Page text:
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INDY 500

Why does the Indy 500 winner drink milk? and other interesting facts

We take a look at some of the weird and wonderful things that make the Indianapolis 500 one of the sporting world’s greatest traditions

Jeffrey May
Update:
We take a look at some of the weird and wonderful things that make the Indianapolis 500 one of the sporting world's greatest traditions
Icon SportswireGetty

Tradition. It is what makes great institutions legendary. The changing of the guard at Buckingham Palace, the playing of the last post at the Menin Gate, the firing of the Noonday Gun in Hong Kong. Tradition lends gravitas to an enterprise.

And so it is in sports. Playing at Wimbledon in all white, lining up to receive the Haka when facing the All Blacks, standing for the National Anthem before the Super Bowl. The great sporting traditions are hallowed and beloved by fans the world over.

The Indianapolis 500, while itself one of the great sporting traditions, is also the home of several others that have found their way into the common lexicon. “Gentlemen, start your engines” is a command known the world over, and was first brought to us at the 1953 Indy 500. It has become so entrenched in the sport that it is synonymous with the very concept of motor racing.

The two-and-a-half mile long circuit is full of surprises and wonderful tidbits. Built in 1909, it is colloquially known as the Brickyard, due to its original construction material. The lasting monument to this era of its life is in the one-yard strip of bricks that remain at the start-finish line. The speedway has hosted Formula One Grand Prix and Moto GP in years gone by, as well as annually hosting two IndyCar races and the Brickyard 400.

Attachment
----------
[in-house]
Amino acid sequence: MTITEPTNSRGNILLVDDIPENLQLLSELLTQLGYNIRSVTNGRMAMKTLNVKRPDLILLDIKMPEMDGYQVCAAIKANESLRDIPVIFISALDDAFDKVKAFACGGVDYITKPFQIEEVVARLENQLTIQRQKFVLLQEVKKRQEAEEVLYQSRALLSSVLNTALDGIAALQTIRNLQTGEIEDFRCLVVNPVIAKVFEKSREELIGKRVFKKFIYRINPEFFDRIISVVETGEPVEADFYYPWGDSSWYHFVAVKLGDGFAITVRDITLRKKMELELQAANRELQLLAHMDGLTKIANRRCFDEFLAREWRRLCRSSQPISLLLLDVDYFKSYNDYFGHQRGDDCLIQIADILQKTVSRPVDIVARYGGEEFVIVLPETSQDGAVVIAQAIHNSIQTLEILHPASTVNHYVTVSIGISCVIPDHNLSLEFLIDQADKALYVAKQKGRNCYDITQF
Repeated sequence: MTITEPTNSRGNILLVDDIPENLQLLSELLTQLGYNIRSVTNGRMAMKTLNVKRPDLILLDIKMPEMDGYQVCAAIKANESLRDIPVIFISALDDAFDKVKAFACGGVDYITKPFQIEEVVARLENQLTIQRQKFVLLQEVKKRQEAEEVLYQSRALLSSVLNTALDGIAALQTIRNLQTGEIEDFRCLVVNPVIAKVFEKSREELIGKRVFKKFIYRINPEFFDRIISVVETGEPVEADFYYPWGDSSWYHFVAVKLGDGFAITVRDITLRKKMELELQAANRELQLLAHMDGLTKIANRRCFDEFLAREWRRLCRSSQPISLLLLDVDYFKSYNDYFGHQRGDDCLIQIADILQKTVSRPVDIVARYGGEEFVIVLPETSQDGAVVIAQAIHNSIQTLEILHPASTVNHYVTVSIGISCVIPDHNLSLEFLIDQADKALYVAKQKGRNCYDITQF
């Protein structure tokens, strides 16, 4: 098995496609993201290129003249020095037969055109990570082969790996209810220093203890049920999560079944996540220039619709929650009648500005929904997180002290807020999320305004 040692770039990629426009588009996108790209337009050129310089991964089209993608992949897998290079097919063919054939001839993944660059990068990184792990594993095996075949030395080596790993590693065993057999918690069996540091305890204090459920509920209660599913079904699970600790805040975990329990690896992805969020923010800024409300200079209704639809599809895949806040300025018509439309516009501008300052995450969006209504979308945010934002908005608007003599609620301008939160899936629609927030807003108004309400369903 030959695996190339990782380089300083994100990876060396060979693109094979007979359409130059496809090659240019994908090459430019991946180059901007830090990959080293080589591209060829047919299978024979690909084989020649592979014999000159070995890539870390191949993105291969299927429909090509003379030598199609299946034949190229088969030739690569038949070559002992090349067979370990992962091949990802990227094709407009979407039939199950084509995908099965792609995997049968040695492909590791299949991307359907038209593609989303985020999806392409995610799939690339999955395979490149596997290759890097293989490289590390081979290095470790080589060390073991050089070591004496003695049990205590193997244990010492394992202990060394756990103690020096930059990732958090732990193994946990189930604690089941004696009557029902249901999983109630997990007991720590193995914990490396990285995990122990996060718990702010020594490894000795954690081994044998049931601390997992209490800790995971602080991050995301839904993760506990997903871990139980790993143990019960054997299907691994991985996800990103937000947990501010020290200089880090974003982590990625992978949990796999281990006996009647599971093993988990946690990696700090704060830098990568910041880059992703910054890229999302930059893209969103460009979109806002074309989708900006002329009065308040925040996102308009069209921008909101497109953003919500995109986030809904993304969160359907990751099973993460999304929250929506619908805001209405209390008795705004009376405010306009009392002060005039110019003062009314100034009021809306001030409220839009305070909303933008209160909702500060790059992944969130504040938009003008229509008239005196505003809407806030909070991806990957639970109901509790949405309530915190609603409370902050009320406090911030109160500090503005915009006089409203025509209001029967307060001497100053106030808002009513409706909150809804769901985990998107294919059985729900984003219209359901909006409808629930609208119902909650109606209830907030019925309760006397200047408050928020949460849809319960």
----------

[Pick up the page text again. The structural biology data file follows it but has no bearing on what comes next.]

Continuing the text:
The largest oval track in the United States, the track covers an immense area of ground, so big that there is no point on the entire oval where it is all in view. The Taj Mahal, both houses of Parliament and the USS Enterprise aircraft carrier could all fit inside at the same time and still have tons of space left over. The neighboring Brickyard Crossing Golf Course has holes 7 through 10 inside the oval of the race track.

Another strange and wonderful tradition at Indy is the drinking of milk by the victor. Sure, Formula One might spray a giant magnum of Champagne from the podium, but how wasteful, how gauche. Not as wholesome and, well, American as drinking milk. Everyone knows that it does a body good, right?

This little tradition was started by one of motor sport’s early legends, Louis Meyer. When he won his second Indy 500 in 1933, he drank a glass of cold buttermilk, as was his lifelong habit, in Victory Lane. In 1936, he won his third Indy 500 and took a swig from the bottle itself. A dairy industry executive saw the photo in the newspaper the following day and recognized the immense marketing potential in the act.

The executive arranged for cold milk to be made available to every winner of the race until Wilbur Shaw intervened in 1947, establishing the short-lived “Water from Wilbur” ceremony whereby he presented the winner with a silver cup of water. After his tragic death in 1954, the milk industry got back into the race by offering the winner a $400 bonus if they drank milk in Victory Lane. With such an incentive, the winning drivers began to comply and has made the practice an annual fixture at the event.

In 1993, Emerson Fittipaldi chose to drink orange juice instead as a promotion for the citrus industry in his native Brazil, and the outcry was such that he was booed by fans in the stands and had to issue a formal apology in the following days.

While drinking cold milk is not usually done outside of the United States, all drivers, regardless of their national origin, have respected the tradition and can even request the type of milk they prefer. They can’t have any flavors in the milk, like chocolate or strawberry, but can opt for a lactose-free drink if they so choose. Buttermilk, alas, is not available as one of the choices. Louis Meyer would be devastated.

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